Bare Bones Software has released BBEdit 10.5.2, delivering fixes large and small for over 40 customer-reported issues. Among the highlights, the update now displays the name of each document as it’s opened in the “Restoring [BBEdit] state” panel, fixes a bug with Save a Copy that would result in data loss “if the wrong choices were made,” ensures that accurate results are returned in the pre-comparison screening for multi-file Find Differences, fixes BBEdit’s Search and Replace Automator action for grep-based searches, squashes a bug that would return stale Clipboard contents in operations that required a clipboard import from an external application, and stops BBEdit from beeping if you right-clicked in an improperly formed HTML or XML document. Note that BBEdit 10.5.2 now requires Mac OS X 10.6.8 Snow Leopard. ($49.99 new from Bare Bones or the Mac App Store, free update, $39.99 upgrade from pre-10 versions, 12.6 MB, release notes)
Is it a Unicode Font?
To determine if your font is Unicode-compliant, with all its characters coded and mapped correctly, choose the Font in any program (or in Font Book, set the preview area to Custom (Preview > Custom), and type Option-Shift-2.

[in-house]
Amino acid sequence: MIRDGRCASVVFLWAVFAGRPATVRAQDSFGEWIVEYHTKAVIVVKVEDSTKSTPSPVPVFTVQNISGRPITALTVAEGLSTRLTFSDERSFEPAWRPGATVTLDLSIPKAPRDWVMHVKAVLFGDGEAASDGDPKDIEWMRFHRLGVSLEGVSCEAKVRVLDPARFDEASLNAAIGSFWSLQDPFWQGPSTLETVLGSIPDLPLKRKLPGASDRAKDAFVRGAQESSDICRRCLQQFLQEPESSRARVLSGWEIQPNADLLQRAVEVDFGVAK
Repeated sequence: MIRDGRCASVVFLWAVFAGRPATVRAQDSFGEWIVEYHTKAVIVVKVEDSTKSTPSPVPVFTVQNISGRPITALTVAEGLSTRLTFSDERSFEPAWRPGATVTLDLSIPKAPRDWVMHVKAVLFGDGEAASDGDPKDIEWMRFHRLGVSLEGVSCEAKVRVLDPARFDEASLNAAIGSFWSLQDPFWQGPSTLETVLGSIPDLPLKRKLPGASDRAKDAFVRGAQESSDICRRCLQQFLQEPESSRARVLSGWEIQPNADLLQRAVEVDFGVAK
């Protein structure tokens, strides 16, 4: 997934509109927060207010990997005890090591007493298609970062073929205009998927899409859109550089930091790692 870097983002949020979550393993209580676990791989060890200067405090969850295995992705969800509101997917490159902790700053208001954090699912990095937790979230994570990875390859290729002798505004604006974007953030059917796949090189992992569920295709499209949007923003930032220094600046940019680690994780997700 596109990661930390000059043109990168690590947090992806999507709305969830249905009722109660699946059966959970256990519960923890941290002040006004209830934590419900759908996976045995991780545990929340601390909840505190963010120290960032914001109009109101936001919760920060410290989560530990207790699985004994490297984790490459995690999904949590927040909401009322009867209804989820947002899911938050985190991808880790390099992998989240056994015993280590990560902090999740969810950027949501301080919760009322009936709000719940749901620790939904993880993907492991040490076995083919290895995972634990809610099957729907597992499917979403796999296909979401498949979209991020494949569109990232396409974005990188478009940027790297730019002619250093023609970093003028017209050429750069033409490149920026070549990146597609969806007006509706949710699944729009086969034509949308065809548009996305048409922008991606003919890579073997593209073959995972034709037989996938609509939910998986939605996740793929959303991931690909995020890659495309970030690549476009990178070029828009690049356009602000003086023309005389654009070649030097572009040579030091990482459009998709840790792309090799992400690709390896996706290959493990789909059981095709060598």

If you get a euro character (a sort of uppercase C with two horizontal lines through its midsection), it's 99.9 percent certain the font is Unicode-compliant. If you get a graphic character that's gray rounded-rectangle frame with a euro character inside it, the font is definitely not Unicode-compliant. (The fact that the image has a euro sign in it is only coincidental: it's the image used for any missing currency sign.)
This assumes that you're using U.S. input keyboard, which is a little ironic when the euro symbol is the test. With the British keyboard, for instance, Option-2 produces the euro symbol if it's part of the font.